Bret R. Wright is a middle school teacher, freelance writer, and author. A retired Chief Petty Officer, he traveled extensively all over the world while serving in the U.S. Navy, and still enjoys exploring the globe with his wife and youngest son. Wright enjoys running and hiking the trails in the foothills near his home in Monument, Colorado.
One of my earliest memories is creating a kidnapping-slash-murder mystery for the neighbor kids to help solve. Now, I was in kindergarten at the time, and they were both much older, but they humored me as they listened to the tape the “kidnappers” left, with instructions to follow the clues to find my missing father (who was at work at the fire station.) This is where I trace the beginnings of my writing career. In that respect, my journey as a writer has been pretty short, as far as genre is concerned. Over time, I’ve experimented with different forms of writing, and ways of presenting the stories I tell. I think challenging yourself is key in growing as a writer. -- voice, genre, style, and perspective -- all of that can be dragged through the sandbox. What comes out is sometimes dirty, it might be barely readable, but, in the end, I think I’ve become a better writer for it.
In my day job, I’m a middle school English teacher. Teaching kids how to write comes with the territory, and it’s a part of the job that I really enjoy. One of the best things is this epic short story project I have them do. It’s a long-term thing that runs most of the year, and it teaches the kids about the writing process as a craft. We start at the beginning, with how to write settings, then move to dialogue between characters, and moving a story forward. We talk about pre-writing, research, plotting, -- all the writing things. The lessons become more intricate as the year progresses, and we have a lot of fun along the way. By spring the kids have these wonderful short stories that range somewhere between six thousand and twenty thousand words long. Even the kids who “hate to write” turn in these amazing stories that they’re proud of. I mean, they really are! Those kiddos are part of what keeps me motivated. I get to go back to the basics and remember why I love to write. At least in my case, that’s an important aspect of keeping the creative juices flowing.
In addition to my kids, I also get a charge out of just hanging out with other writers. Is there anything more inspiring than spending time with a roomful of writers? Keep your motivational videos and Instagram quotes, and give me some living, breathing authors in a hotel bar at a writers conference any day of the week! Some of the best ideas I’ve ever had have arisen organically from just riffing with other folks in the writing community. I love hearing about projects, ideas, finished manuscripts, and people’s adventures in publishing.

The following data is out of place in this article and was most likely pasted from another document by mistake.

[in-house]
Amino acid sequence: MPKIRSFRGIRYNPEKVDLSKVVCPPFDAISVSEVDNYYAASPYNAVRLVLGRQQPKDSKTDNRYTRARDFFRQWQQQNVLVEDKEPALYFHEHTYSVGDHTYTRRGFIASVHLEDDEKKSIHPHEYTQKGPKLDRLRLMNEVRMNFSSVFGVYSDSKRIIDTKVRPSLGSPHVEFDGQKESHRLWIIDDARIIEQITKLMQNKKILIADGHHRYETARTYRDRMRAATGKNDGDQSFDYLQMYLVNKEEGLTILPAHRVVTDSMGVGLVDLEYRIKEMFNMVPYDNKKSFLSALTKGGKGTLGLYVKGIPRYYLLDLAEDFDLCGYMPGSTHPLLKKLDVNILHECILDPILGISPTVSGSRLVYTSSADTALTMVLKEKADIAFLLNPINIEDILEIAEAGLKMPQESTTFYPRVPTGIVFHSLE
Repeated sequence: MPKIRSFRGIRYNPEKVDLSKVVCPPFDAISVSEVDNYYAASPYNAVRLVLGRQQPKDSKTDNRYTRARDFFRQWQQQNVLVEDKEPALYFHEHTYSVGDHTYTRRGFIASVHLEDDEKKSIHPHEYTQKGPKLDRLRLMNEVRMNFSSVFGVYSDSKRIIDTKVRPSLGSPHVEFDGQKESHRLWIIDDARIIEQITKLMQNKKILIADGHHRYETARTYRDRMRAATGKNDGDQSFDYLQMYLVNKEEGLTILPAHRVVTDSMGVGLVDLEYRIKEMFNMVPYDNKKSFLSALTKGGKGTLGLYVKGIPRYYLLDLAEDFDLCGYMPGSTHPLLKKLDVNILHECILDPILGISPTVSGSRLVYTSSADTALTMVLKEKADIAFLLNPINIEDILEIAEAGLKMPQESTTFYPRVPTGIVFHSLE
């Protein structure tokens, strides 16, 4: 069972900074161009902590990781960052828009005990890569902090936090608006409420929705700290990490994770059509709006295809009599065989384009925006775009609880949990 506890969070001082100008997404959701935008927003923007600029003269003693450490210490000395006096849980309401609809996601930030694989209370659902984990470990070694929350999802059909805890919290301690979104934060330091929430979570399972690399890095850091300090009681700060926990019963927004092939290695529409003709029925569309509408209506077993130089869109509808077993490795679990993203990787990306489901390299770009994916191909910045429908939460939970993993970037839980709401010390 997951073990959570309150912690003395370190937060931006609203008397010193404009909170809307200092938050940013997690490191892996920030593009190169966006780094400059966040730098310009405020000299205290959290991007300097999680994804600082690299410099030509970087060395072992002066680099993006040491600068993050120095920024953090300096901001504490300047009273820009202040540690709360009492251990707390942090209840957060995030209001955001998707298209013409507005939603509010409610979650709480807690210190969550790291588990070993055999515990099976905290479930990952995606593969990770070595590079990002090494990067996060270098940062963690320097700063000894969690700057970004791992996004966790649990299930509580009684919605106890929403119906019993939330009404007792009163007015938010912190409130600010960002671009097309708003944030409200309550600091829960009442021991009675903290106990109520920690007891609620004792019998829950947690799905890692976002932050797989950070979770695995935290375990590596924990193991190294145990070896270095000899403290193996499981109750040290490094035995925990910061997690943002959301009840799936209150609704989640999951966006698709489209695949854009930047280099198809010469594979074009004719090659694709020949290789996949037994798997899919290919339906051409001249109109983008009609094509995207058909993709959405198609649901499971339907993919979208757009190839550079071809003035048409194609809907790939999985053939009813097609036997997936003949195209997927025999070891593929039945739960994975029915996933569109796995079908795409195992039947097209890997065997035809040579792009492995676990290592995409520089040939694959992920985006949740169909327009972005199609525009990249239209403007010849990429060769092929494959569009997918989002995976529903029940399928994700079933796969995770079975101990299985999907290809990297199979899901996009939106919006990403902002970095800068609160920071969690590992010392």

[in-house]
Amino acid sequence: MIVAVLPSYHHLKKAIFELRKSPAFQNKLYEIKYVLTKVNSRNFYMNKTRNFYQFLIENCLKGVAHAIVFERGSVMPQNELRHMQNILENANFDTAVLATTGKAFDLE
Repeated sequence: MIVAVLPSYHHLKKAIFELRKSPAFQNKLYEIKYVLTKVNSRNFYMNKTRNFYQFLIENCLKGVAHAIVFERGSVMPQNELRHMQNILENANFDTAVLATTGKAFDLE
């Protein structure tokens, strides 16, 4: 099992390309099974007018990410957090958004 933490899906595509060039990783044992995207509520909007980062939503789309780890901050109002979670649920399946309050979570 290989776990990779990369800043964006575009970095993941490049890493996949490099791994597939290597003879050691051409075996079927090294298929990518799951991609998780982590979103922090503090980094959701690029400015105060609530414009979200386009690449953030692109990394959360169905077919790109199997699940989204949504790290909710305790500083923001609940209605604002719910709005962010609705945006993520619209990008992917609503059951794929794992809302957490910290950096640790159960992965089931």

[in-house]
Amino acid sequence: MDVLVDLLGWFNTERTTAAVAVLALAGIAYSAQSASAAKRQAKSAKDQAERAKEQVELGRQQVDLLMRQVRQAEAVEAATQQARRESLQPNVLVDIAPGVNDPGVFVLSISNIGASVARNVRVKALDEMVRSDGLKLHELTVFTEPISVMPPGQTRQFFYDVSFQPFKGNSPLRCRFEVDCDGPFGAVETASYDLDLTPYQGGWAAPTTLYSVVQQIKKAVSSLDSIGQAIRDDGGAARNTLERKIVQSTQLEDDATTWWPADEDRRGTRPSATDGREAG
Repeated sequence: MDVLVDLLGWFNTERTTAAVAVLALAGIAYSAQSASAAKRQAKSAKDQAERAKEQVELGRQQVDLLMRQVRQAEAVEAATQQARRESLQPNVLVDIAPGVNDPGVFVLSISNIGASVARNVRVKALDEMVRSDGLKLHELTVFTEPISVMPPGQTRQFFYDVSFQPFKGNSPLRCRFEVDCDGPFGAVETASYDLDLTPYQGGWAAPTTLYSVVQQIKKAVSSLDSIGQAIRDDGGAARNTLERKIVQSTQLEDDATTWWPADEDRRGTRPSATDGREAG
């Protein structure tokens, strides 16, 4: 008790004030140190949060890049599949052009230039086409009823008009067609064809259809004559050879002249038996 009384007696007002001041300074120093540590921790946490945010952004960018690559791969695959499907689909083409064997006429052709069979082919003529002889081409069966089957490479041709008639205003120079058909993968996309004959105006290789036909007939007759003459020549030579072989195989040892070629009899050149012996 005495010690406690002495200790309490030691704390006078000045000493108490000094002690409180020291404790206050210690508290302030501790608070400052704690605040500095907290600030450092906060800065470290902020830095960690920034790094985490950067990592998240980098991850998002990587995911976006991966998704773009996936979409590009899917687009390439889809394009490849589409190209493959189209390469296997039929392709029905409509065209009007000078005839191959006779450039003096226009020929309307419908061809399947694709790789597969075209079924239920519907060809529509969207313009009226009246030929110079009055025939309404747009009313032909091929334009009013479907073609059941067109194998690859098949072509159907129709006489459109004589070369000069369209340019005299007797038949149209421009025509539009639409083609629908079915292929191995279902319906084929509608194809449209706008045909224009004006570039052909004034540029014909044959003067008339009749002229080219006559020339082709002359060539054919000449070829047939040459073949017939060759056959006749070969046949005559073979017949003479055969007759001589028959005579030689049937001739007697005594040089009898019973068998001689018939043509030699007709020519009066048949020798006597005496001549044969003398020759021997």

I’m not picky about the “kind” of writers I hang with. They don’t have to be genre contemporaries by any means. I have great friends who write romance, poetry, science fiction, spiritual realism, horror -- the whole spectrum, really. The other day I attended an album release party. I didn’t know the artist whose music had just dropped, but I did know some of the poets who attended. Poets really have it going on when it comes to supporting one another. I watched as a good friend of mine tore into her slam poetry performance with a vengeance, and worked that room like nobody’s business. It was awesome, in the most literal sense. I left in complete awe of my friend and her ability with words. I also left with ideas for stories and articles raging in my head, and I had to get them out. I went straight home and wrote until the wee hours, totally invigorated.
That has been the fuel of my writing. People are surprised when I tell them I’m actually an introvert. Well, I mean I’m situationally introverted. Classically, big crowds of strangers leave me exhausted but get me around people I know, or in a performance spotlight, and I’m instantly energized, and my head fills with ideas. Locking myself away to write isn’t all that effective unless it’s in the context of a retreat with a couple of other folks. Some people fill their wells in quiet, and I get that, but my charge comes from others, even if all I do is sit quietly in the corner and take in the energy.
Do you know who I’d like to hang with? Tim Dorsey and Tom Robbins. Only a voice like Dorsey’s could pull off a main-character like his Serge Storm. A serial killer as the hero who outthinks the bad guys and the cops, and there’s humor? Are you kidding me? Add in the mind of the man who waxes so eloquently absurd about Woodpeckers, Frog Pajamas, and Fierce Invalids. I love the idea of sitting around and tossing out weird ideas and out-there topics. I think it would be a hoot!
Private Detective Nate "Nasty" Jepson's sense of right and wrong leads him into the dangerous world of human trafficking, where he risks everything to save one man and bring another to justice the only way he knows how: Things get Nasty.
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I'm generally pulled in a million different directions and I wouldn't trade it for the world. Here's a glimpse of my life - hope you enjoy it! And if there's a big lapse between posts, well, that's the way life goes in Amy's world.